Title: On binary classification in extreme regions
Authors: Anne Sabourin - Telecom Paris, Institut Polytechnique de Paris (France) [presenting]
Stephan Clemencon - Telecom ParisTech (France)
Hamid Jalalzai - Telecom ParisTech (France)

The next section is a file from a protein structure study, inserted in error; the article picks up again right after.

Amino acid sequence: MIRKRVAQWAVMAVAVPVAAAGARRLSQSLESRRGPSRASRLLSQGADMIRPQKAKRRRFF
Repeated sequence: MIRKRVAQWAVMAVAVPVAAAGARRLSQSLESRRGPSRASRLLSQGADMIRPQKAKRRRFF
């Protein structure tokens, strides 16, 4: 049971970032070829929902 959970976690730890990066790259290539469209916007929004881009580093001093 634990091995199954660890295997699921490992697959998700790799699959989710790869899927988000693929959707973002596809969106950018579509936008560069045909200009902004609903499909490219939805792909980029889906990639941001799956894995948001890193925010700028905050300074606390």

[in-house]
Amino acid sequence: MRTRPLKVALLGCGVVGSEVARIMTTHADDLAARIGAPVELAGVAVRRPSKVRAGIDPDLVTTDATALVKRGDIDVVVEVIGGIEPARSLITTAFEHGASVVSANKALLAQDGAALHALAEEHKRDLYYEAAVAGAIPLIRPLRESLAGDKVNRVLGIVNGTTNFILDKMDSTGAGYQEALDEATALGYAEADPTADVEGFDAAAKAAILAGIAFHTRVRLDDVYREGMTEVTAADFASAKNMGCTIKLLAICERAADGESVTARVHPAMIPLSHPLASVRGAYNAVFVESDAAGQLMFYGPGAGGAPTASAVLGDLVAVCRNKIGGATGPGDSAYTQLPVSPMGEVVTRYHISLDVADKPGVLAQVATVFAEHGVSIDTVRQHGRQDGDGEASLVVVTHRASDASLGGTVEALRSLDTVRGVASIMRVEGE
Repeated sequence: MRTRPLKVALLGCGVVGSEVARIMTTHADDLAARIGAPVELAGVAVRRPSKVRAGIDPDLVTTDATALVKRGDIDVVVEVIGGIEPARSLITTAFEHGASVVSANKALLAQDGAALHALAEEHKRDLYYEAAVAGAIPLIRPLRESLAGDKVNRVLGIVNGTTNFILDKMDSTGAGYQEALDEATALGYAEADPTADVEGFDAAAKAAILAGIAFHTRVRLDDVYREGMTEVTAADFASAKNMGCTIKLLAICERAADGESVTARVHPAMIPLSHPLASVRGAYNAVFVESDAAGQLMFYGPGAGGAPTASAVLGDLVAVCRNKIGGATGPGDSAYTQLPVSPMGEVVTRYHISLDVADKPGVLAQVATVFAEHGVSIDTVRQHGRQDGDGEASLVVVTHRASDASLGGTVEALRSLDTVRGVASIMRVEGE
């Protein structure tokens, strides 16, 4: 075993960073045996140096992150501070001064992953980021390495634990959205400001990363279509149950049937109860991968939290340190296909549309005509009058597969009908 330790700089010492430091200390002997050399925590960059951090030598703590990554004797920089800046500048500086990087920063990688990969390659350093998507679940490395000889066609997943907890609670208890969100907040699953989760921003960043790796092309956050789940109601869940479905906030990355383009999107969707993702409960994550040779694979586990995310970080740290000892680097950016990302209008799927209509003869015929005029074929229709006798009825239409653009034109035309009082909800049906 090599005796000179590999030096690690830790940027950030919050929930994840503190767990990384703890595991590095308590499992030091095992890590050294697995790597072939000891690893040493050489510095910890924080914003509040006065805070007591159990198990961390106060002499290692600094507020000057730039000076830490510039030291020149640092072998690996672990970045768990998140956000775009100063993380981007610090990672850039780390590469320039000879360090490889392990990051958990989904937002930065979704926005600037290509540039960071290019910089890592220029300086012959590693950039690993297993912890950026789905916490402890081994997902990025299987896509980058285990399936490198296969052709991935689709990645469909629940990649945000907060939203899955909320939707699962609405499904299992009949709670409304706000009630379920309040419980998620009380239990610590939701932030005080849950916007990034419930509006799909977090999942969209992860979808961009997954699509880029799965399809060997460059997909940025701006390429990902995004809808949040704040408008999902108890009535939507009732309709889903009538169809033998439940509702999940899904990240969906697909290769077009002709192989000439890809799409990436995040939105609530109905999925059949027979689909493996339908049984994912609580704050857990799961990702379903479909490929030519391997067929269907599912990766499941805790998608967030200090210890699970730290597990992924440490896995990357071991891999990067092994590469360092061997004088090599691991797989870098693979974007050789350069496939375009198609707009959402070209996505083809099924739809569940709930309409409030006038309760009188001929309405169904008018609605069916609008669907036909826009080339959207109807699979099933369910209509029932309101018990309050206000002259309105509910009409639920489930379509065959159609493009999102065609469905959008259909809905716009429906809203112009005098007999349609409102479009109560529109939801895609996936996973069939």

Abstract: In pattern recognition, a random label $Y$ is to be predicted based upon observing a random vector $X$ valued in $R^d$ with $d\geq 1$ by means of a classification rule with minimum probability of error. In a wide variety of applications, extreme observations $X$ are of crucial importance, while contributing in a negligible manner to the (empirical) error however, simply because of their rarity. As a consequence, empirical risk minimizers generally perform very poorly in extreme regions. The aim is to develop a general framework for classification of extreme data. Precisely, under heavy-tail assumptions for the class distributions, we introduce a natural and asymptotic notion of risk, accounting for predictive performance in extreme regions of the input space. We show that minimizers of an empirical version of a non-asymptotic approximant of this dedicated risk, based on a fraction of the largest observations, lead to classification rules with good generalization capacity, by means of maximal deviation inequalities in low probability regions. Beyond theoretical results, numerical experiments are presented in order to illustrate the relevance of the approach developed.